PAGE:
• The communication related functions of the devices 208 and 215 are performed by the RF transceivers. The RF transceivers can transmit/receive RF signals through antennas 205 and 212. For transmission, the RF transceivers can perform data channel-coding and spreading. In case of reception, they can convert received RF signals into baseband signals and perform de-spreading and channel decoding on the baseband signals to recover the original data.
  • Additionally, RF transceivers can search for neighboring RF transceivers and perform a discovery or pairing process. The RF transceivers in conjunction with the processors can—function as a signal measurement unit for determining the strength of a received signal or received signal strength indication (RSSI), implement a timer for determining the duration of a connection or broadcast, and place timestamps on the transferred signals for recording the date and time of transmission or reception.
  • The input/output related functions of the devices 208 and 215 are executed by device interfaces. The device interfaces can comprise of various input/output sub-systems such as a display, keyboard, microphone, speaker, serial port, etc. In some implementations, the devices 208 and 215 can include one or more device interfaces for providing users access to various system components and receiving information.
  • The memory units such as Read Only Memory (ROM), Random Access Memory (RAM), flash memory and disk drive among others, can provide persistent or volatile storage. In some implementations, the memory units can store—micro-codes of a program for processing and controlling device operations, temporary data generated during program executions, reserved data, and data transmitted and received by the devices 208 and 215.
  • User Identity Tokens
  • Snippets of data, referred to as “user identity tokens” 1 and 2 can be used for discovery of respective users 110 and 112 of the online social network 200. In some implementations, user identity tokens 1 and 2 can include encrypted data unique to users 110 and 112. In addition, the user identity tokens 1 and 2 can include the social identities of the users 110 and 112 setup on the online social network 200. In other implementations, the server 225 can generate encrypted “user identifier keys” unique to the users of online social network 200. Users 110 and 112 can anonymously broadcast their user identifier tokens 1 and 2 or user identifier keys to identify other users of the online social network 200. Other authentication protocols can be implemented.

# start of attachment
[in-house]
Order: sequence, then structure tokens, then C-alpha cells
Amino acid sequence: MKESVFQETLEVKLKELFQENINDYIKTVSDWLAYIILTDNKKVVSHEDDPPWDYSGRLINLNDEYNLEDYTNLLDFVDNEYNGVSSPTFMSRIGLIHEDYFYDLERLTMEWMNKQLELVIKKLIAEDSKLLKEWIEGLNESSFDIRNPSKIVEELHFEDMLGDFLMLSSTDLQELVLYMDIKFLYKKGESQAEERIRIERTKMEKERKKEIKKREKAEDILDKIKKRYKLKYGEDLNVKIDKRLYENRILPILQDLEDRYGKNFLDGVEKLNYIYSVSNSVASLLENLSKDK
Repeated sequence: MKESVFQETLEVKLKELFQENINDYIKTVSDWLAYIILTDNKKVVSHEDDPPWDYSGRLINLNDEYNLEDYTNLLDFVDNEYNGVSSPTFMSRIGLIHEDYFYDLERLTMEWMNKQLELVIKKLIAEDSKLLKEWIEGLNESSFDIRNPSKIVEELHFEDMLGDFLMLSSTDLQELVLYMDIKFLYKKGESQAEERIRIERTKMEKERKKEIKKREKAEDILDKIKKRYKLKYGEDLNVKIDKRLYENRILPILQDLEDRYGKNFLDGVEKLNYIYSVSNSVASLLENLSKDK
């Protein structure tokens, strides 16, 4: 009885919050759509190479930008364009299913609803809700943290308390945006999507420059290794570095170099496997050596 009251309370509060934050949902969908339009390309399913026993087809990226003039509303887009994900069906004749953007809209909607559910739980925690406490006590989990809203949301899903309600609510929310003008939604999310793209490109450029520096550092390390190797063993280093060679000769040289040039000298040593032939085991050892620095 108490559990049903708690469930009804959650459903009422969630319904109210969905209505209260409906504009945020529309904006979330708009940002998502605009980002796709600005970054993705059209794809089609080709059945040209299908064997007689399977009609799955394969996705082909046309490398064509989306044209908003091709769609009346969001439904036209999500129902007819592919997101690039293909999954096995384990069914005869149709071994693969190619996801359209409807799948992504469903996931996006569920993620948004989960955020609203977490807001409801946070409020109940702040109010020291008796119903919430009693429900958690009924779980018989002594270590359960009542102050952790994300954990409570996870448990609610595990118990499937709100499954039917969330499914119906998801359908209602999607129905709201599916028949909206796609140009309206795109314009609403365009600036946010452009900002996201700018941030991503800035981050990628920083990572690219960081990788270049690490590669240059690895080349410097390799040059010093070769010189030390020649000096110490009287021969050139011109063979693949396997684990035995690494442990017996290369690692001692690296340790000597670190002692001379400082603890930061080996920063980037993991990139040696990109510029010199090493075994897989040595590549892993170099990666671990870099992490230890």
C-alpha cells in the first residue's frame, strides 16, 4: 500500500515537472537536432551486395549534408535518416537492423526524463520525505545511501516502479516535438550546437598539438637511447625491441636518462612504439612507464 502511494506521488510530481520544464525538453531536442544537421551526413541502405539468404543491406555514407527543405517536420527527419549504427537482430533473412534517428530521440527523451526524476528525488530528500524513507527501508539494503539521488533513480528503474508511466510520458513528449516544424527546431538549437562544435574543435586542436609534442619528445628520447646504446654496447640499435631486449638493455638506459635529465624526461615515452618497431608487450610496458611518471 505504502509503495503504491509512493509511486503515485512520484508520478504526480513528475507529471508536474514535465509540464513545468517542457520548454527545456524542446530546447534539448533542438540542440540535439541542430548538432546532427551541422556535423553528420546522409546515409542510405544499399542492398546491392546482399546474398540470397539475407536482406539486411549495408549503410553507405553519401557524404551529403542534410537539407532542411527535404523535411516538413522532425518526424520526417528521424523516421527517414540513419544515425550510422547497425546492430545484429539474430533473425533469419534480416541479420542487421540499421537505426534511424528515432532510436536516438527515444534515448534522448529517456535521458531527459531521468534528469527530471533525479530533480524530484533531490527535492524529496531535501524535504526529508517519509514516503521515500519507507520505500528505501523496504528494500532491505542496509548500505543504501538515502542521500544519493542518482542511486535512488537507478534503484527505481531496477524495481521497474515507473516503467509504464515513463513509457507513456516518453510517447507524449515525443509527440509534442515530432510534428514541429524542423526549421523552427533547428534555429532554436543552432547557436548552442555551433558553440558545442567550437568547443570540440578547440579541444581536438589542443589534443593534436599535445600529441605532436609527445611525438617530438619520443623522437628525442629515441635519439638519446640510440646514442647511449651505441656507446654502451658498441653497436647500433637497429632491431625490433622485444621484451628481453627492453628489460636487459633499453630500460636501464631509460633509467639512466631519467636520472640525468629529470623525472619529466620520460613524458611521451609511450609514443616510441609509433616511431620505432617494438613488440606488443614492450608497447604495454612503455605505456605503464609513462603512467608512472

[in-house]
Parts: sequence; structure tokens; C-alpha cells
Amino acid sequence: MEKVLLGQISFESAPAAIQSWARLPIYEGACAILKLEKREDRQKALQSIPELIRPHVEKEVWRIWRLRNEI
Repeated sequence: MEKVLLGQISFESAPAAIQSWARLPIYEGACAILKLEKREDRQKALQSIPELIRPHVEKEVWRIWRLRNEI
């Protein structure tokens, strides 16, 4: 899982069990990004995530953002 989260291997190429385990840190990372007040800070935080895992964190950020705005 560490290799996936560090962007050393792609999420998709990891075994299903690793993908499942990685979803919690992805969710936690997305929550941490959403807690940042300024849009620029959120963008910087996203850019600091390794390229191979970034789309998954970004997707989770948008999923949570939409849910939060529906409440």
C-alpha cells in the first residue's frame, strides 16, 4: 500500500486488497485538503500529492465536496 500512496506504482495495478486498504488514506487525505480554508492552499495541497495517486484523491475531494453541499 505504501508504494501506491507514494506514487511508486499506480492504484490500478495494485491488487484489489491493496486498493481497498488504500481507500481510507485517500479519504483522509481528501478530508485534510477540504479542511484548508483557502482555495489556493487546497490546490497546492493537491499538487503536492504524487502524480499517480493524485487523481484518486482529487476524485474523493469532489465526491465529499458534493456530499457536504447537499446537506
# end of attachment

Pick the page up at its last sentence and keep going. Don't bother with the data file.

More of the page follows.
• Short-range communication systems such as Bluetooth, Near Field Communication (NFC), RFID, Z-Wave, ZigBee, etc. can establish peer-to-peer (P2P) connection 209 between devices that are in close physical proximity of each other. During a P2P connection 209, devices 208 and 215, when within transmission range of each other, broadcast user identity tokens 1 and 2. In P2P passive or connectionless mode, one of the devices can initiate the broadcast, and other can behave as a receiver without pairing. In P2P active mode, in which the devices are paired or have built a connection, both devices 208 and 215 can transmit and receive identity tokens 1 and 2.
  • WLAN 211 such as Wi-Fi, can connect the devices 208 and 215 to AP 210 using medium range signals. During WLAN connection 211, devices 208 and 215 can operate in broadcast (connectionless) or connected modes. In a broadcast mode, broadcasting devices 208 and 215 connected to a shared AP 210 can be presumed to be in close proximity. Tokens can, for instance, be broadcast to MAC address or to another MAC or IP address of a defined network segment scope. Broadcasting to a MAC address is supported by IPv4 and IEEE 802.11. In IPv6, multicasting takes the place of broadcasting. Tokens can be embedded in recognized broadcast message types. One example of a broadcast protocol is Internet Control Message Protocol, which is implemented in both IPv4 and IPv6. ICMP messages of various types could be used or a new type chosen from the reserved range of type codes. Another example of a broadcast protocol supported by IPv4 is the address resolution protocol (ARP). Query messages can be used to scan a WLAN segment 211. From responses to a query, a list of unique media access control (MAC) addresses of connected devices can be compiled. In IPv6, the neighborhood discovery protocol (NDP) specifies a variety of multicast message types that could be adapted for transmitting identity token information. When the devices 208 and 215 can broadcast ARP messages or user identity tokens 1 and 2, the AP can forward the broadcasts to other connected devices. In some implementations, multiple APs covering a single location, such as a large meeting room, can be relay broadcasts as a group or can be treated as a single AP.
  • Connection Events
  • Upon receiving user identity tokens, the devices 208 and 215 can store the tokens in their local memory units and automatically or manually upload them to server 225 connected to an identity token database 222. The server 225 can use identity tokens individually or in aggregate to create a physical connection event in the connection event database 221.